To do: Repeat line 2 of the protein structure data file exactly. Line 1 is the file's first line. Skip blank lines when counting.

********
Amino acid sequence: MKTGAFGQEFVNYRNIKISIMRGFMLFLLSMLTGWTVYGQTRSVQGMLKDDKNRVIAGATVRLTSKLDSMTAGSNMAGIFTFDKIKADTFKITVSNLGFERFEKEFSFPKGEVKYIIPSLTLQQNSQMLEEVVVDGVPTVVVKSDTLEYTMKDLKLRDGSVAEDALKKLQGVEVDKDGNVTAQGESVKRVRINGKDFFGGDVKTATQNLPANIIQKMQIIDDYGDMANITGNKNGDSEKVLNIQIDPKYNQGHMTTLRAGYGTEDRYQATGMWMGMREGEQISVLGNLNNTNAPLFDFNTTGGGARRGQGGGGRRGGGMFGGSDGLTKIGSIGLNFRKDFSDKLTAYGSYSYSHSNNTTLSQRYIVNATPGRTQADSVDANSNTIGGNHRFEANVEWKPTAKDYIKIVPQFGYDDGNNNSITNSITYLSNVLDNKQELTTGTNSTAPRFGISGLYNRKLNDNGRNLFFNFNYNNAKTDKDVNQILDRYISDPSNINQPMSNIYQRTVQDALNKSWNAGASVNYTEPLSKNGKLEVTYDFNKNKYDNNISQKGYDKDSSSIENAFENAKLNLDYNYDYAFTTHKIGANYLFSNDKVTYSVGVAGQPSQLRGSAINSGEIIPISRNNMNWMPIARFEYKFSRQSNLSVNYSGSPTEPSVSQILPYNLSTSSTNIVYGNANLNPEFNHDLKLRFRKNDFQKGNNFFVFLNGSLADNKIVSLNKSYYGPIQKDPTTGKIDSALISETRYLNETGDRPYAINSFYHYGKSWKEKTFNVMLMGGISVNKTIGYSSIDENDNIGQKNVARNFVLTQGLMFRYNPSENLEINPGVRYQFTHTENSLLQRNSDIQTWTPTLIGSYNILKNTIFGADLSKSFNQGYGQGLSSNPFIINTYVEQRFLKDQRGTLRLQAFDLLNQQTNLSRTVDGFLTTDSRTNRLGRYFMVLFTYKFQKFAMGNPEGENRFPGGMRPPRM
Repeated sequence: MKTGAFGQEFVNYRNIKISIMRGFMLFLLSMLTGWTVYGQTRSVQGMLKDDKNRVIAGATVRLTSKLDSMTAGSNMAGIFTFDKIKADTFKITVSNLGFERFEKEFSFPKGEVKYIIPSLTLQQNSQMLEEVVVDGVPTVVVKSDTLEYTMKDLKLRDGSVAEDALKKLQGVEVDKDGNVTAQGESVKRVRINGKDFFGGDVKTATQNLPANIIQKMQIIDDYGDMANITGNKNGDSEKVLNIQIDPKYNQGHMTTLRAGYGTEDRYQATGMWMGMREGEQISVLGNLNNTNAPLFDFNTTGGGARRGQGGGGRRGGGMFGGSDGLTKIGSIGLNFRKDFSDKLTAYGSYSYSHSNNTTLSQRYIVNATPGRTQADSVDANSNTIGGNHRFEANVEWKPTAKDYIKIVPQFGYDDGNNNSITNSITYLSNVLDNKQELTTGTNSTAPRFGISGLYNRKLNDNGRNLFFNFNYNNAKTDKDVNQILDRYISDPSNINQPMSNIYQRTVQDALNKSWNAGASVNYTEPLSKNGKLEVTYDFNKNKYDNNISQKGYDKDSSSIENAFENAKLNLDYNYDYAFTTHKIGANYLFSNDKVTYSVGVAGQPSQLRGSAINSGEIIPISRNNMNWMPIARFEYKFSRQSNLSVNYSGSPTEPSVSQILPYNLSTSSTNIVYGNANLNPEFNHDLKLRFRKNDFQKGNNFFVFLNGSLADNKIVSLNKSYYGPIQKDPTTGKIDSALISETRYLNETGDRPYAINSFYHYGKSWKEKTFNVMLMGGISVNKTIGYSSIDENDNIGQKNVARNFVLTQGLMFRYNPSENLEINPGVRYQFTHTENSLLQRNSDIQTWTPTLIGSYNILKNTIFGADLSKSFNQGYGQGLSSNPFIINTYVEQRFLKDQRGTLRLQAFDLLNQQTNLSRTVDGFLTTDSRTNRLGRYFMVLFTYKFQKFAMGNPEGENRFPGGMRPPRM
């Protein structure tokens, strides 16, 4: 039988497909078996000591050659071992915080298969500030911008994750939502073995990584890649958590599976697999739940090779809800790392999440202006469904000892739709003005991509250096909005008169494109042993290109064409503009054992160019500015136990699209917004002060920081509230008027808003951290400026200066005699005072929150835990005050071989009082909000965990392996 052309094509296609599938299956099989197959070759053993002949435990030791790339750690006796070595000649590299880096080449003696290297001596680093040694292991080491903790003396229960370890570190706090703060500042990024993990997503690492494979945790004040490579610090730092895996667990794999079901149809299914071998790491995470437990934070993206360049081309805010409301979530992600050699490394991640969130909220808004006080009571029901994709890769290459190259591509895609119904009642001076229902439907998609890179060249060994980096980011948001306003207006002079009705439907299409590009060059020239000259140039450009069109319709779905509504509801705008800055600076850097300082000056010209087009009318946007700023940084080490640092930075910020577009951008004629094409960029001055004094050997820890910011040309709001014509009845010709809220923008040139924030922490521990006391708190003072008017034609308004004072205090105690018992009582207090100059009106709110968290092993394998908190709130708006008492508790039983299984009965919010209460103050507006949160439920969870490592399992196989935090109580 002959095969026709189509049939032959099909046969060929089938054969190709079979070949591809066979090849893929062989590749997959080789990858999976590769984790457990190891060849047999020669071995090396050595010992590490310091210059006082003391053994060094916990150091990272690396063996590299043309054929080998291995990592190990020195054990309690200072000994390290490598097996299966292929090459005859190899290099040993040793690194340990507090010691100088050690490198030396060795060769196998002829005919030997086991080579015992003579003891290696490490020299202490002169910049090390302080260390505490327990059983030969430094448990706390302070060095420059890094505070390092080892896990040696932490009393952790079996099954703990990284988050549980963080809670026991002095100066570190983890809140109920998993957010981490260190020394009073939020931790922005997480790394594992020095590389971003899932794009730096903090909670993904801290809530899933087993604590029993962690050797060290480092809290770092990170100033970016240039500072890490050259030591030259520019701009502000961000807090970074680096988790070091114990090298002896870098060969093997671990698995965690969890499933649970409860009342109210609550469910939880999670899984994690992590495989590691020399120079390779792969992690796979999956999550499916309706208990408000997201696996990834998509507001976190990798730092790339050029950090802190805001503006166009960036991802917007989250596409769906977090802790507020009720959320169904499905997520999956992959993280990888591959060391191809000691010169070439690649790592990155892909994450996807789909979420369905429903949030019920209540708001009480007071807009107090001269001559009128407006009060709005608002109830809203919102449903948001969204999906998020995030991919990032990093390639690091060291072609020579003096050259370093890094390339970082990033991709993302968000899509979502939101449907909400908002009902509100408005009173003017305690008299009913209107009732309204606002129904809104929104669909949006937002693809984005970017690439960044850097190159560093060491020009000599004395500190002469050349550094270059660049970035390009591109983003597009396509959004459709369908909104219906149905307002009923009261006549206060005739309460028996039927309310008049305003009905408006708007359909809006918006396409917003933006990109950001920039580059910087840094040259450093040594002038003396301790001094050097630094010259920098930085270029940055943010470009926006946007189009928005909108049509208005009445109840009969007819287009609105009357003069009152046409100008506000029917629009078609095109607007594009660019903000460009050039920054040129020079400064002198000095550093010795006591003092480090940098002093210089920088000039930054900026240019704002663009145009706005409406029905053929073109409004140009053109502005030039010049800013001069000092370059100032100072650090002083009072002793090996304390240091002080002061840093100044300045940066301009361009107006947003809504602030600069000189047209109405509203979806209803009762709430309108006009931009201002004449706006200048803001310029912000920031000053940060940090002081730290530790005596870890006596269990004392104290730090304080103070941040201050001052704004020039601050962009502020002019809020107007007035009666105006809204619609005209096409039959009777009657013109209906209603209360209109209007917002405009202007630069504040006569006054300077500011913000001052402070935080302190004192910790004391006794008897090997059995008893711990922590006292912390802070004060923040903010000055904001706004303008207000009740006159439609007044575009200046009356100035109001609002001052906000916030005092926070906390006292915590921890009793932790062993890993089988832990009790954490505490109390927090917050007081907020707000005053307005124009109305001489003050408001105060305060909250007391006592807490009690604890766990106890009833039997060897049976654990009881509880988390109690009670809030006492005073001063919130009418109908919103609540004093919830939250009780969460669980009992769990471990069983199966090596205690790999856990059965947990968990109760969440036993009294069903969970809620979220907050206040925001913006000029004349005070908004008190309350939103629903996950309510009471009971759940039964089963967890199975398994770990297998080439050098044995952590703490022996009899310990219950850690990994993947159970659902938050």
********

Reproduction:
Repeated sequence: MKTGAFGQEFVNYRNIKISIMRGFMLFLLSMLTGWTVYGQTRSVQGMLKDDKNRVIAGATVRLTSKLDSMTAGSNMAGIFTFDKIKADTFKITVSNLGFERFEKEFSFPKGEVKYIIPSLTLQQNSQMLEEVVVDGVPTVVVKSDTLEYTMKDLKLRDGSVAEDALKKLQGVEVDKDGNVTAQGESVKRVRINGKDFFGGDVKTATQNLPANIIQKMQIIDDYGDMANITGNKNGDSEKVLNIQIDPKYNQGHMTTLRAGYGTEDRYQATGMWMGMREGEQISVLGNLNNTNAPLFDFNTTGGGARRGQGGGGRRGGGMFGGSDGLTKIGSIGLNFRKDFSDKLTAYGSYSYSHSNNTTLSQRYIVNATPGRTQADSVDANSNTIGGNHRFEANVEWKPTAKDYIKIVPQFGYDDGNNNSITNSITYLSNVLDNKQELTTGTNSTAPRFGISGLYNRKLNDNGRNLFFNFNYNNAKTDKDVNQILDRYISDPSNINQPMSNIYQRTVQDALNKSWNAGASVNYTEPLSKNGKLEVTYDFNKNKYDNNISQKGYDKDSSSIENAFENAKLNLDYNYDYAFTTHKIGANYLFSNDKVTYSVGVAGQPSQLRGSAINSGEIIPISRNNMNWMPIARFEYKFSRQSNLSVNYSGSPTEPSVSQILPYNLSTSSTNIVYGNANLNPEFNHDLKLRFRKNDFQKGNNFFVFLNGSLADNKIVSLNKSYYGPIQKDPTTGKIDSALISETRYLNETGDRPYAINSFYHYGKSWKEKTFNVMLMGGISVNKTIGYSSIDENDNIGQKNVARNFVLTQGLMFRYNPSENLEINPGVRYQFTHTENSLLQRNSDIQTWTPTLIGSYNILKNTIFGADLSKSFNQGYGQGLSSNPFIINTYVEQRFLKDQRGTLRLQAFDLLNQQTNLSRTVDGFLTTDSRTNRLGRYFMVLFTYKFQKFAMGNPEGENRFPGGMRPPRM